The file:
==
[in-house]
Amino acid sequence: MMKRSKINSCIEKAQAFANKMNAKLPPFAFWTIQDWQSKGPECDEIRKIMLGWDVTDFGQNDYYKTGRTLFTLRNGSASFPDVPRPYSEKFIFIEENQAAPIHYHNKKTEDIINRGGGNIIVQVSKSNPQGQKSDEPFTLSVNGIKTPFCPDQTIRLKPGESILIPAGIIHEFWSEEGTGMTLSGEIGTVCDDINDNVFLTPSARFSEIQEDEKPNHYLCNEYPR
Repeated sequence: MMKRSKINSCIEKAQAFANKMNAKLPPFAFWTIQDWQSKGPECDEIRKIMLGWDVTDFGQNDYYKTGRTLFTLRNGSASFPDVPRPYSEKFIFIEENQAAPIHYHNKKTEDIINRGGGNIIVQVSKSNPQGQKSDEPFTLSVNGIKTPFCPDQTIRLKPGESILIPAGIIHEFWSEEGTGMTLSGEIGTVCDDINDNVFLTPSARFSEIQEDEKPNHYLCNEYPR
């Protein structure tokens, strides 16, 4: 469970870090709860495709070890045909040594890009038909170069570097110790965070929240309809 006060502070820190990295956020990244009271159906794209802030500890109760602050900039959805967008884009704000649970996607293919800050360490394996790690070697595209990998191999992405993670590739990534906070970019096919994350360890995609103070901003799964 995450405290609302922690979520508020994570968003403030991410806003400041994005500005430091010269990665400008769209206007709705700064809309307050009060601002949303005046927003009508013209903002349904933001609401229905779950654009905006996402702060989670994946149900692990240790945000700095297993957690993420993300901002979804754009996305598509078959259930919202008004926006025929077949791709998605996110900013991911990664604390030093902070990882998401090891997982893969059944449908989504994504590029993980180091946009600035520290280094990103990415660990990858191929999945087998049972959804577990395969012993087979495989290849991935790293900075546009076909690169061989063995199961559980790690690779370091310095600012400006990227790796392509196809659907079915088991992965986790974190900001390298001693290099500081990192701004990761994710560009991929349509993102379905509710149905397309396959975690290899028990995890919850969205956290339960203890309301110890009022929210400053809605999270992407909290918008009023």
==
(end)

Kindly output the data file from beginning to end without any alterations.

[in-house]
Amino acid sequence: MMKRSKINSCIEKAQAFANKMNAKLPPFAFWTIQDWQSKGPECDEIRKIMLGWDVTDFGQNDYYKTGRTLFTLRNGSASFPDVPRPYSEKFIFIEENQAAPIHYHNKKTEDIINRGGGNIIVQVSKSNPQGQKSDEPFTLSVNGIKTPFCPDQTIRLKPGESILIPAGIIHEFWSEEGTGMTLSGEIGTVCDDINDNVFLTPSARFSEIQEDEKPNHYLCNEYPR
Repeated sequence: MMKRSKINSCIEKAQAFANKMNAKLPPFAFWTIQDWQSKGPECDEIRKIMLGWDVTDFGQNDYYKTGRTLFTLRNGSASFPDVPRPYSEKFIFIEENQAAPIHYHNKKTEDIINRGGGNIIVQVSKSNPQGQKSDEPFTLSVNGIKTPFCPDQTIRLKPGESILIPAGIIHEFWSEEGTGMTLSGEIGTVCDDINDNVFLTPSARFSEIQEDEKPNHYLCNEYPR
């Protein structure tokens, strides 16, 4: 469970870090709860495709070890045909040594890009038909170069570097110790965070929240309809 006060502070820190990295956020990244009271159906794209802030500890109760602050900039959805967008884009704000649970996607293919800050360490394996790690070697595209990998191999992405993670590739990534906070970019096919994350360890995609103070901003799964 995450405290609302922690979520508020994570968003403030991410806003400041994005500005430091010269990665400008769209206007709705700064809309307050009060601002949303005046927003009508013209903002349904933001609401229905779950654009905006996402702060989670994946149900692990240790945000700095297993957690993420993300901002979804754009996305598509078959259930919202008004926006025929077949791709998605996110900013991911990664604390030093902070990882998401090891997982893969059944449908989504994504590029993980180091946009600035520290280094990103990415660990990858191929999945087998049972959804577990395969012993087979495989290849991935790293900075546009076909690169061989063995199961559980790690690779370091310095600012400006990227790796392509196809659907079915088991992965986790974190900001390298001693290099500081990192701004990761994710560009991929349509993102379905509710149905397309396959975690290899028990995890919850969205956290339960203890309301110890009022929210400053809605999270992407909290918008009023």